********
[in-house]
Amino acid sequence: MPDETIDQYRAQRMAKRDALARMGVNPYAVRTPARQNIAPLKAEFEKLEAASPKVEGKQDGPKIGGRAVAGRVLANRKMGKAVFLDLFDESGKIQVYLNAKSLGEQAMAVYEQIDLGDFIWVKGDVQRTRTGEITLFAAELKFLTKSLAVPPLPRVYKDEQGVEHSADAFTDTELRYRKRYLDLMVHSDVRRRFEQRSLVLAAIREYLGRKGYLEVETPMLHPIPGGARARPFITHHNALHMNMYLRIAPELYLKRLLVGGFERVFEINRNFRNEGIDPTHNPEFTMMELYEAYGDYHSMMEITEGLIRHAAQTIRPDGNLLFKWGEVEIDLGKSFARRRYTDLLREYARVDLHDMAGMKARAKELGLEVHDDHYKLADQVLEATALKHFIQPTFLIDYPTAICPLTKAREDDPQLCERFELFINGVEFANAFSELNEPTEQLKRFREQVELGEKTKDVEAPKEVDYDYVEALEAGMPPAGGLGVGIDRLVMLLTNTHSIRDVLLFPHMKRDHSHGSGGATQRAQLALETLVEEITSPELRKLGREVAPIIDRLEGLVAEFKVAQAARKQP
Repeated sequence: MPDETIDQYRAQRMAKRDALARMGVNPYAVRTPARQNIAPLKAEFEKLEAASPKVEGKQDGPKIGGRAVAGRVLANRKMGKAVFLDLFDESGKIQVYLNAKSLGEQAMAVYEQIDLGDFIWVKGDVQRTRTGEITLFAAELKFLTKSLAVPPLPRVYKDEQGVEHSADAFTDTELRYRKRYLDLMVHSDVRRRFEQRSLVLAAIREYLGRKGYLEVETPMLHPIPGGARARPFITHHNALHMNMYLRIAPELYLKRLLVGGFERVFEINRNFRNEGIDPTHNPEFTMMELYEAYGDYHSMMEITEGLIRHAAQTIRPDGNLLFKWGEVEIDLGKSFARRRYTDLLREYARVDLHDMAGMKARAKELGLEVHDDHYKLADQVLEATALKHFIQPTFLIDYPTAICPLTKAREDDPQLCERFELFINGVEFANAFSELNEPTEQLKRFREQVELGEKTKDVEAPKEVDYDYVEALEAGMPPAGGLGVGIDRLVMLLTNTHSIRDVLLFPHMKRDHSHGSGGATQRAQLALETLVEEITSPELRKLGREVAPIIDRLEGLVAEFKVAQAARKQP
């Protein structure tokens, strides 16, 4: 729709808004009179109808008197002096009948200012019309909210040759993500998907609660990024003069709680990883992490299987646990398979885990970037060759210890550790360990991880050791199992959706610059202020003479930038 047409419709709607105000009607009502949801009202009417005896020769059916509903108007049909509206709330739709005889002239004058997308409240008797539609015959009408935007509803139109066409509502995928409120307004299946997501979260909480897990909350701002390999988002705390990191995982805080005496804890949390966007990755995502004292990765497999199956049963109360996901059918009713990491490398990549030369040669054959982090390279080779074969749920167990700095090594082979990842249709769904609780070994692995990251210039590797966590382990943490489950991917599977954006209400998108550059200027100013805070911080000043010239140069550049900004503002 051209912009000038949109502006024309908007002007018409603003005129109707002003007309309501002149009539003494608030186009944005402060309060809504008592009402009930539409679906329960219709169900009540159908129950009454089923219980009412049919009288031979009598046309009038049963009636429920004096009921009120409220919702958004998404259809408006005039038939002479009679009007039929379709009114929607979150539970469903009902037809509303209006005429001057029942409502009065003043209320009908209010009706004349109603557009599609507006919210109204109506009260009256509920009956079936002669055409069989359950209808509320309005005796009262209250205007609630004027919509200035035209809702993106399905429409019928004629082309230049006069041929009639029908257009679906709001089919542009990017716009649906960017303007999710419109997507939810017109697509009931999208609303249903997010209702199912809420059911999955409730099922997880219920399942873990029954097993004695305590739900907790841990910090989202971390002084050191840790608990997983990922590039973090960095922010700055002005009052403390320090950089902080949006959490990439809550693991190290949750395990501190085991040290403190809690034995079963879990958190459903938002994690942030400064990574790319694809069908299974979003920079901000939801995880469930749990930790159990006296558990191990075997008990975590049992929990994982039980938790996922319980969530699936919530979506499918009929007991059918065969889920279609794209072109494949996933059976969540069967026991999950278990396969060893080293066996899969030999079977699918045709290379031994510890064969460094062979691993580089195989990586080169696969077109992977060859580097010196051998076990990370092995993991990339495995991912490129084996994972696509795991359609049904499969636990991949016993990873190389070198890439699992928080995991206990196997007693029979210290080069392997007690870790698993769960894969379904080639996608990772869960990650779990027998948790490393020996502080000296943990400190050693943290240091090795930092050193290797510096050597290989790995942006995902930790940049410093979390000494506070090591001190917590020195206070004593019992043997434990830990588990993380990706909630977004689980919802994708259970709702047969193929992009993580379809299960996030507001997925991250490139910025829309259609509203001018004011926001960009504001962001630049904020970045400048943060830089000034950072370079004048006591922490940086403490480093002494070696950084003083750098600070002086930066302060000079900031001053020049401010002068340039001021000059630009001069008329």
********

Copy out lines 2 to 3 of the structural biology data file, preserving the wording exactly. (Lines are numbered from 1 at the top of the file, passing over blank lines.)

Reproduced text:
Amino acid sequence: MPDETIDQYRAQRMAKRDALARMGVNPYAVRTPARQNIAPLKAEFEKLEAASPKVEGKQDGPKIGGRAVAGRVLANRKMGKAVFLDLFDESGKIQVYLNAKSLGEQAMAVYEQIDLGDFIWVKGDVQRTRTGEITLFAAELKFLTKSLAVPPLPRVYKDEQGVEHSADAFTDTELRYRKRYLDLMVHSDVRRRFEQRSLVLAAIREYLGRKGYLEVETPMLHPIPGGARARPFITHHNALHMNMYLRIAPELYLKRLLVGGFERVFEINRNFRNEGIDPTHNPEFTMMELYEAYGDYHSMMEITEGLIRHAAQTIRPDGNLLFKWGEVEIDLGKSFARRRYTDLLREYARVDLHDMAGMKARAKELGLEVHDDHYKLADQVLEATALKHFIQPTFLIDYPTAICPLTKAREDDPQLCERFELFINGVEFANAFSELNEPTEQLKRFREQVELGEKTKDVEAPKEVDYDYVEALEAGMPPAGGLGVGIDRLVMLLTNTHSIRDVLLFPHMKRDHSHGSGGATQRAQLALETLVEEITSPELRKLGREVAPIIDRLEGLVAEFKVAQAARKQP
Repeated sequence: MPDETIDQYRAQRMAKRDALARMGVNPYAVRTPARQNIAPLKAEFEKLEAASPKVEGKQDGPKIGGRAVAGRVLANRKMGKAVFLDLFDESGKIQVYLNAKSLGEQAMAVYEQIDLGDFIWVKGDVQRTRTGEITLFAAELKFLTKSLAVPPLPRVYKDEQGVEHSADAFTDTELRYRKRYLDLMVHSDVRRRFEQRSLVLAAIREYLGRKGYLEVETPMLHPIPGGARARPFITHHNALHMNMYLRIAPELYLKRLLVGGFERVFEINRNFRNEGIDPTHNPEFTMMELYEAYGDYHSMMEITEGLIRHAAQTIRPDGNLLFKWGEVEIDLGKSFARRRYTDLLREYARVDLHDMAGMKARAKELGLEVHDDHYKLADQVLEATALKHFIQPTFLIDYPTAICPLTKAREDDPQLCERFELFINGVEFANAFSELNEPTEQLKRFREQVELGEKTKDVEAPKEVDYDYVEALEAGMPPAGGLGVGIDRLVMLLTNTHSIRDVLLFPHMKRDHSHGSGGATQRAQLALETLVEEITSPELRKLGREVAPIIDRLEGLVAEFKVAQAARKQP